There are numerous pedals in different versions an especially these days there seem to be two trends: on the one hand there is a progress in the development of digital effects one the other hand one can see the revival of analog pedals in combination with innovative features. But how did all this began?
The first tremolo
Let us begin in the 1950th. The first known pedal ever built was the “Trem Trol 800” tremolo by DeArmond in 1948.
How it works: an engine drives – with varying transmissions – some kind of seesaw that teeters a small tube, filled with a conductive fluid. Inside of this tube one can find two wires. If they are covered by the fluid they conduct the electric signal and you can hear the sound of the guitar. If they are uncovered the signal is interrupted. What theoretically sounds pretty complicated sounds really good in practice, because the modulation of the signal (literally) runs fluently.
Effects integrated into amplifiers
The next effects that have been invented, were integrated into amplifiers. In the 50th the manufacturers installed as well tremolo and vibrato as spring reverb into their amplifiers.
The primary tremolo-effect has either been generated by a LED with a photo resistor or by the bias of the power tubes. The LED-technique is still used in numerous tremolos like the Fulltone SupaTrem and the VoodooLab Tremolo. The LED dims and lightens in a continuously interplay and produces an effect similar to the DeArmond tremolo.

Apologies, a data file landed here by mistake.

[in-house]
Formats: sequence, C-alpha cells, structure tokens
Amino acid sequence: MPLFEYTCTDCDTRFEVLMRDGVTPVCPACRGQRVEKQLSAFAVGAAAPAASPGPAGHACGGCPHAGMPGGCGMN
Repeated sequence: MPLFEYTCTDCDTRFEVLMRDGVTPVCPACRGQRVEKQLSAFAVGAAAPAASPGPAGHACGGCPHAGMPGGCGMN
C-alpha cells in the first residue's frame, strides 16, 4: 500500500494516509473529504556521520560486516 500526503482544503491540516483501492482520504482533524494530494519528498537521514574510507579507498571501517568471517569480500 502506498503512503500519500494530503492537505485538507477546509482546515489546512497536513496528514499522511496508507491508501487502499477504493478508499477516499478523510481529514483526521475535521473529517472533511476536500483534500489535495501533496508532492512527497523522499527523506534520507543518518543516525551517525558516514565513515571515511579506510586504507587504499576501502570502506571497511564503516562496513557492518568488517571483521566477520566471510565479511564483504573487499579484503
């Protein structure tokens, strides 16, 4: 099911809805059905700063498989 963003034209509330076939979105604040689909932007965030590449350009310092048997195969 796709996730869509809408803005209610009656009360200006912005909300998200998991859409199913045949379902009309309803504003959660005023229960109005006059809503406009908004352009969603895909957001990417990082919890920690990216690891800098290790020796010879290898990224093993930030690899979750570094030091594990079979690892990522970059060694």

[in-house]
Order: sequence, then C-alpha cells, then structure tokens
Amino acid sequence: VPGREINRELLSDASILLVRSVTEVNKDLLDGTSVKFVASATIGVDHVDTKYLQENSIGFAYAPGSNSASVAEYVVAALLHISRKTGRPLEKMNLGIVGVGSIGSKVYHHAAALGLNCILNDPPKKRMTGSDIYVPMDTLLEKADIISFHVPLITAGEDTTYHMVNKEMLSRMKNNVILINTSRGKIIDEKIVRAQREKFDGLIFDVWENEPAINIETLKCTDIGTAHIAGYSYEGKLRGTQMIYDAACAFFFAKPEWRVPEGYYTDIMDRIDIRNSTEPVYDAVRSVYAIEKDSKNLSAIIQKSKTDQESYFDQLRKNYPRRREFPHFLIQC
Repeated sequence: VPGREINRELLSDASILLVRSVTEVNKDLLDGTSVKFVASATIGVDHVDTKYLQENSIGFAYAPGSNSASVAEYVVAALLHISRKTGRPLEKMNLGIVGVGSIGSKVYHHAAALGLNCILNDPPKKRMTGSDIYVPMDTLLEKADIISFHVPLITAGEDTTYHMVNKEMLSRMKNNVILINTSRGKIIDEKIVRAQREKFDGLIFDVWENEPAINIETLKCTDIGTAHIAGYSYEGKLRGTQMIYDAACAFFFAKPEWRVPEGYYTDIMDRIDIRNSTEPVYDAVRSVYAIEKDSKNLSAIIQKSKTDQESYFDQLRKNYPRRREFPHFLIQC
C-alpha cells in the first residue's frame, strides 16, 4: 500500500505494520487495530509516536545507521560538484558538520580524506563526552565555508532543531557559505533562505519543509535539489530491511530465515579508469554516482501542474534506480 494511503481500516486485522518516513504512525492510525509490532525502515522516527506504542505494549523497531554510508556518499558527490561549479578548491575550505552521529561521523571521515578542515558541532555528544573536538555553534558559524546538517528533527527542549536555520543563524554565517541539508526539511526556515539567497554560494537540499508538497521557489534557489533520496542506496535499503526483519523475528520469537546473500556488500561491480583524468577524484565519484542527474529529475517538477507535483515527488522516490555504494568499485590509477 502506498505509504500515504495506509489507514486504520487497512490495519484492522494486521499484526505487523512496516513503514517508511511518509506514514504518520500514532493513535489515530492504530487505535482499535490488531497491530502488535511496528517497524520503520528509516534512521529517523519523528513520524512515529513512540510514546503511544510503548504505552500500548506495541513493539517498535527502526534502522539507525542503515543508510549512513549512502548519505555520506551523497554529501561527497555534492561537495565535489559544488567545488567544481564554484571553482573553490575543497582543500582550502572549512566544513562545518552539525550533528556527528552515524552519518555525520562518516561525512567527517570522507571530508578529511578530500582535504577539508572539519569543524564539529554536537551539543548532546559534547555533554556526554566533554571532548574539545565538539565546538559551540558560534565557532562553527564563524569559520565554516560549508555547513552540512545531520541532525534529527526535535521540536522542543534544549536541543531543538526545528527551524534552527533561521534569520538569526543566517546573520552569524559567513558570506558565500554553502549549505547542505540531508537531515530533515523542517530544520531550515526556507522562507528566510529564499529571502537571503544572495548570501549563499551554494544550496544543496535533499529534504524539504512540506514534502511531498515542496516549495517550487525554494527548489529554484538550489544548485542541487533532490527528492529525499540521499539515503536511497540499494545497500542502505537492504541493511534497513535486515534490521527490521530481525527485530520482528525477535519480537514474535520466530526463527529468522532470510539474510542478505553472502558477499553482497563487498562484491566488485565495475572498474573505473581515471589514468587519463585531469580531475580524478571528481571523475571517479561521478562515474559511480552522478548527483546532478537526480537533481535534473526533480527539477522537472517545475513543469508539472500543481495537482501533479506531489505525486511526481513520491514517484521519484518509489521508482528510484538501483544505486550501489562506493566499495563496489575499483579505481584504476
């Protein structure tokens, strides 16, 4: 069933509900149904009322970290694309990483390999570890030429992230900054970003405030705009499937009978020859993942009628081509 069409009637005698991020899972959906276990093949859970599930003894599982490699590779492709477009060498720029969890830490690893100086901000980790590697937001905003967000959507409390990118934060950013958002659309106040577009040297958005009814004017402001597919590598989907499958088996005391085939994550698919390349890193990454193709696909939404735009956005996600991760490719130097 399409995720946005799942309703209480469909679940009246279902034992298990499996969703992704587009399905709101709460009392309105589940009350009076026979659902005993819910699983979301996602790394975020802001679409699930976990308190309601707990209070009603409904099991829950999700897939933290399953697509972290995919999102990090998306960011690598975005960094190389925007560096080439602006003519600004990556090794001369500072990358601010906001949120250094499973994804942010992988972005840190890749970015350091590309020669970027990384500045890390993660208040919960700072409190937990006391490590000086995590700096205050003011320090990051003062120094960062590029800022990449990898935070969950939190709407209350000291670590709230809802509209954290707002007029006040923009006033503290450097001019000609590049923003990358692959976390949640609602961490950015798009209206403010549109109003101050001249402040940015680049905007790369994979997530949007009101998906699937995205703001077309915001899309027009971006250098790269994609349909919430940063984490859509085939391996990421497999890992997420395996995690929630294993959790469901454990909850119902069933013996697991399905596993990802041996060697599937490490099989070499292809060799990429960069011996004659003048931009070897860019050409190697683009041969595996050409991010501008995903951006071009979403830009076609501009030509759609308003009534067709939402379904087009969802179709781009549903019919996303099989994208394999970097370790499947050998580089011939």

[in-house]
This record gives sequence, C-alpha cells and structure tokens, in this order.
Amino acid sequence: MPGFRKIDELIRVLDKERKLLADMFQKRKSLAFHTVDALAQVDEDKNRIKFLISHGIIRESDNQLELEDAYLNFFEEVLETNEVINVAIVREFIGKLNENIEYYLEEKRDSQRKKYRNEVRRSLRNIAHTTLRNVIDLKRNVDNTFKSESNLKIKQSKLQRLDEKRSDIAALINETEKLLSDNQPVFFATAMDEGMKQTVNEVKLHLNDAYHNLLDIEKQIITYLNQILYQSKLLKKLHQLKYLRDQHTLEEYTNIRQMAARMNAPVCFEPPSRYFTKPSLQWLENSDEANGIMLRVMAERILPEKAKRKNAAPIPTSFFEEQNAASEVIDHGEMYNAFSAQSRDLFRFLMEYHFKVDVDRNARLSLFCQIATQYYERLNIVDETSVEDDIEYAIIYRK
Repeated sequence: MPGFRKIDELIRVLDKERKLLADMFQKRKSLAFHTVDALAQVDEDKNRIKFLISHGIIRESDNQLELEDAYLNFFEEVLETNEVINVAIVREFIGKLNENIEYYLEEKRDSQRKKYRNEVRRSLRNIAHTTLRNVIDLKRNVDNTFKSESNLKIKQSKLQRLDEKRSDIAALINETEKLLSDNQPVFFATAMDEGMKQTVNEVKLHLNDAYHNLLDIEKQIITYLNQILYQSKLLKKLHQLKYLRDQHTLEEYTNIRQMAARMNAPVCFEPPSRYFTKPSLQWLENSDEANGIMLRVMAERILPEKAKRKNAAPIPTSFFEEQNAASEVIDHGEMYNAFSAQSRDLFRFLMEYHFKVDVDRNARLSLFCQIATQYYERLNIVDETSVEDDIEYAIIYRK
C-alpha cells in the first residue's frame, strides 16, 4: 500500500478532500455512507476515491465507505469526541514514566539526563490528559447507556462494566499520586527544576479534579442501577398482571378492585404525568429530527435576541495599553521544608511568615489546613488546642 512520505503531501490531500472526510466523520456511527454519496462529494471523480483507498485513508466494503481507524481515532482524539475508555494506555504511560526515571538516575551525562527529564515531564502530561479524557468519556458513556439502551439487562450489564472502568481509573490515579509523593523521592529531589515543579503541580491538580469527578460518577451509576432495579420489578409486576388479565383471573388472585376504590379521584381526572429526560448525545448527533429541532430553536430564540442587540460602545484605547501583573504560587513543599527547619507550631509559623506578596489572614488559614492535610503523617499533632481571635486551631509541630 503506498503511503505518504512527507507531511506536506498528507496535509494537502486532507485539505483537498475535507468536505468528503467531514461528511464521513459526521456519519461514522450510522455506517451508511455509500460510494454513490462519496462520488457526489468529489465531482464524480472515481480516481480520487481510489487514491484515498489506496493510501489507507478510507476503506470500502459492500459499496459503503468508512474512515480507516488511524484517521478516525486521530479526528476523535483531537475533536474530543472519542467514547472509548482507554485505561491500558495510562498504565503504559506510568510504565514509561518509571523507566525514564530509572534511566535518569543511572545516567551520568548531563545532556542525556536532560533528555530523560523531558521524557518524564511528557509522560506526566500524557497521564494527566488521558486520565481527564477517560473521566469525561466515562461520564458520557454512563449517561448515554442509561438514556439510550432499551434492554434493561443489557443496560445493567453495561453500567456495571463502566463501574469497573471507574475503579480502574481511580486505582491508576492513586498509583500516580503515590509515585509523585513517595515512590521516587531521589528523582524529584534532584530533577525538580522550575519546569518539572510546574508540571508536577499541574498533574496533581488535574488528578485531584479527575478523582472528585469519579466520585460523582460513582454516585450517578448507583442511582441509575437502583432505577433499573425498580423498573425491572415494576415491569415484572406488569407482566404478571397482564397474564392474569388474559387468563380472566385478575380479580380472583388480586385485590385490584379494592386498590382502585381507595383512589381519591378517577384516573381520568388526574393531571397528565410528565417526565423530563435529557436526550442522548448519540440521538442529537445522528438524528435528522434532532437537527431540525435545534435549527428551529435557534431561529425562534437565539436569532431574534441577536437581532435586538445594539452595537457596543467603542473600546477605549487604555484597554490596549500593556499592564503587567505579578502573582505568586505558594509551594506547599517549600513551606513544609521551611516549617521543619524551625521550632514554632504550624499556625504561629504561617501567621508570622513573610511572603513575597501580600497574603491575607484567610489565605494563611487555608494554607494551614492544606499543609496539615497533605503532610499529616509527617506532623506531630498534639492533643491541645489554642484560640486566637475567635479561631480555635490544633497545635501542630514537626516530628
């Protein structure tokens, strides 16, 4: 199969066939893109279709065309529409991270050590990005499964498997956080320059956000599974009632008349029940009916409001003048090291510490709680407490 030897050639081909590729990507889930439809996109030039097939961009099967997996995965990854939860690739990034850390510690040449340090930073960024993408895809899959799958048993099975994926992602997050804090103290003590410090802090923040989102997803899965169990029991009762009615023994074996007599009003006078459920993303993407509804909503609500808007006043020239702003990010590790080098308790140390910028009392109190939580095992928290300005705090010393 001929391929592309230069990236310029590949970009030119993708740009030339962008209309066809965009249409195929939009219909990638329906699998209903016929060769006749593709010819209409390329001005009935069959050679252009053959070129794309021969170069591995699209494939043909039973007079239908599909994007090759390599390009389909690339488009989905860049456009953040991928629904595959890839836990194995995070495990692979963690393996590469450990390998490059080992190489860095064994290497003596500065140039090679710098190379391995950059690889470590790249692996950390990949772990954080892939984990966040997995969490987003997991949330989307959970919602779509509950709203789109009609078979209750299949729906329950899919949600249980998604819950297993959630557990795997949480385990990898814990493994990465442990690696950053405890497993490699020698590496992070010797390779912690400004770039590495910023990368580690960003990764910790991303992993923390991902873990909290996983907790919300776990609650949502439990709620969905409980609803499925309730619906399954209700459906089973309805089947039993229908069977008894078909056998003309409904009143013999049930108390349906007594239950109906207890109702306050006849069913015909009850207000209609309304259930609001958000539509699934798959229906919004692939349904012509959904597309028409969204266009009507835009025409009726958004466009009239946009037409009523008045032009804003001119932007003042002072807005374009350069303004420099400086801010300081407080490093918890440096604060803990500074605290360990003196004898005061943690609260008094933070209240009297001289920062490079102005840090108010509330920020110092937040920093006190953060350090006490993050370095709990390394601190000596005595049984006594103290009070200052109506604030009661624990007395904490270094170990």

The first delays
At the end of the 1950th there were already a volume-pedal (also created by DeArmond) and the primary tape-echo – the British, tube-driven WEM Copicat. It has been inspired by the sound of two studio-tape-machines, running delayed. This first, and maybe most legendary tape-echo still is produced in a transistor-version. The most famous user of the WEM Copicat are the shadows.
Already mid 50th the first Binson Echorec has been produced in Italy. This delay used – in contrast to the tape-echo – a magnetized metal-plate to create the repeats. Pink Floyd used the Echorec in a lot of their records.
The also legendary Echoplex Tape Delay has been introduced in the USA in 1959.
Les Paul one of the most innovative guitar-players of those days – not only designed the prototype of the Gibson Les Paul but also created the primary delay- and flanger-sound in a studio by using tape-machines.